With a combined market value of over $7 billion, the life science sectors in Sweden and Denmark are thriving, with over a thousand healthcare companies being set up over the past few years. Much of this is owing to the cross-border cluster that spans regions of eastern Denmark and southern Sweden, the Medicon Valley.
Racking up more than DKK 45 billion ($6.64 billion) in investments, the Medicon Valley is home to Danish multinational company Novo Nordisk, which runs the world’s largest insulin plant. A driver in diabetes treatment, its diabetes pill Rybelsus was approved by the U.S. Food and Drug Administration (FDA) as a first-line treatment to lower blood sugar levels, earlier this year.
In the frontline of this cluster is the Medicon Valley Alliance, a non-profit organization that works to strengthen collaboration between the Danish and Swedish life science sector, with an interest in promoting the hub as an attractive destination for setting up healthcare companies, according to David Zepernick, director, member engagement and communication at Medicon Valley Alliance.
Medicon Valley Alliance: what’s behind the life science cluster
What the organization does is two-fold, explained Zepernick. It provides a pathway for companies and universities to apply for European Union (EU) funding for projects. Moreover, it enables partnerships between biopharmas for the further development of pipeline programs.
To create a space for networking, the establishment, which was founded in 1997, has over 300 member companies and hosts around 30 events and seminars all year round.
“It’s an attractive marketplace where our companies see a value in the membership,” said Zepernick. “And it’s not only that the content and the discussions are attractive, but that we’re also able to recruit and attract the right people…. My job and a substantial part of what we do here in Medicon Alliance is to make sure that we keep this engine with attractive content and interesting network opportunities running,” said Zepernick, who added that events are organized to also draw companies outside the region to access the platform and gain expertise from potential partners within the cluster.
People prefer to do business with people who they’ve forged a relationship with, according to Zepernick. He explained that as it is a binational platform, seminars and networking meetings are usually held in English, which Zepernick believes could not only engage Swedish and Danish people – without having to pick between a native language – as well as to make it more accessible for experts from all over the world, particularly Europe.
Medicon Valley Alliance’s ReproUnion project
One of the projects that Medicon Valley Alliance is focused on is in the treatment of infertility. As one in six people across the globe experience infertility, Medicon Valley Alliance’s ReproUnion is a collaboration between University of Copenhagen, Lund University, Ferring Pharmaceuticals and Skane University Hospital among others. The project is an attempt to address various challenges, including male infertility. A clinical trial examined 385 men whose biological samples were collected for biobanking and biomarker identification was carried out to determine the pathogenesis of infertility, in 2020. This was done to enhance research in the field of diagnostics, for a speedier tool to determine infertility. A similar study was done to tackle low ovarian reserve. Alongside this, the project is looking at whether coronavirus has an impact on the reproductive system, a subject that has gained attention recently.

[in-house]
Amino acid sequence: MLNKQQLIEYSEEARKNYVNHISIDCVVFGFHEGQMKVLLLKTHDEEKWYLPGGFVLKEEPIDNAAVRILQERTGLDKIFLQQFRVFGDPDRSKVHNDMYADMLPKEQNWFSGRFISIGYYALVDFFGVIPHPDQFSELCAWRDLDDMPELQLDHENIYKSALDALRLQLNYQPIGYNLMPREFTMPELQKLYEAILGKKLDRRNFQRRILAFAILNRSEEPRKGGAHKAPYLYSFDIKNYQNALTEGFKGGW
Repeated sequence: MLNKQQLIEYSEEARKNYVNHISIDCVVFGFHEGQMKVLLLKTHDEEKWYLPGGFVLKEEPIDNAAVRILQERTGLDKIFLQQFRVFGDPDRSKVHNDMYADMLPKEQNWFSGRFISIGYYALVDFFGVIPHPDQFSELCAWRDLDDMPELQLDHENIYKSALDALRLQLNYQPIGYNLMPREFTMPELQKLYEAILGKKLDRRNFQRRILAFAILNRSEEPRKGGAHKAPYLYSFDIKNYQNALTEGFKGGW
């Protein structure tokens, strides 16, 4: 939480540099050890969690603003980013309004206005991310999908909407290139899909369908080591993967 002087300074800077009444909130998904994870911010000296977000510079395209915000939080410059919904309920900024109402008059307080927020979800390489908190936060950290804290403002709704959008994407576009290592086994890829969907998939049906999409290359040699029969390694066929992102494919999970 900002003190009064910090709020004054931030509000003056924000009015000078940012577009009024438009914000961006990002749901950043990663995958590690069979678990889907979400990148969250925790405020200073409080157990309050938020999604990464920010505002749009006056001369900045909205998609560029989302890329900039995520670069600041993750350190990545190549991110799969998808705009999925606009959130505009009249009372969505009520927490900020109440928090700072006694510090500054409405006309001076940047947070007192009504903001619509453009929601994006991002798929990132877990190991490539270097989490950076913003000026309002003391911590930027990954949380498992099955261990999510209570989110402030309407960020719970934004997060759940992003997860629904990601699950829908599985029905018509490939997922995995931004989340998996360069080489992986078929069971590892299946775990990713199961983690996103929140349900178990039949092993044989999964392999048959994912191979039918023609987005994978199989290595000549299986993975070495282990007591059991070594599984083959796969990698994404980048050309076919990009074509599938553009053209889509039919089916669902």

“Our flagship project has for many years been the ReproUnion project, which is related to infertility, which is, of course, a growing challenge in many countries, especially Western countries. The populations are just not reproducing themselves. That goes both for the Nordic countries but also for many other western societies … Our project that is aimed at boosting R&D within infertility, both male and female infertility, (we want to) make sure that we have a next generation of cutting edge scientists that can take this research further in this region, We are already one of the leading strongholds within that field based on both excellent research in in Denmark and in Sweden and we want to make sure that we can maintain that position and also in the future,” said Zepernick.
A healthy gut, a healthy mind
In its line of work, Medicon Valley Alliance also specializes in microbiome health. It has been long understood that balancing the microbiome can be significant to lowering the risk of Parkinson’s and other neurodegenerative diseases. The organization’s Microbiome Network enables members to collaborate on drug discovery, nutrition and probiotic development.
A prominent player in the field is Novozymes. Situated in the heart of the Medicon Valley, the company, which is a spinout of Novo Nordisk since 2000, is investigating the effect of psychobiotics, to heal the gut and in turn nurture good mental health. The gut-brain-axis, which consists of a network of nerves in the gastrointestinal tract is connected to a long, wandering nerve that extends from the brain stem. Apart from motor signals, the nerves carry sensory information that can discern the environment in the gut. Additionally, the hypothalamic-pituitary-adrenal (HPA) axis, which responds to stress by releasing hormones, can regulate pathways in the gut. The company has developed the probiotic ProbioBrain, which interacts with the cells in the gut that produce metabolites. These metabolites send messages to the brain, thereby targeting cognitive function. In a four week placebo trial, the drug was able to help individuals cope with stress and reduce mental fatigue.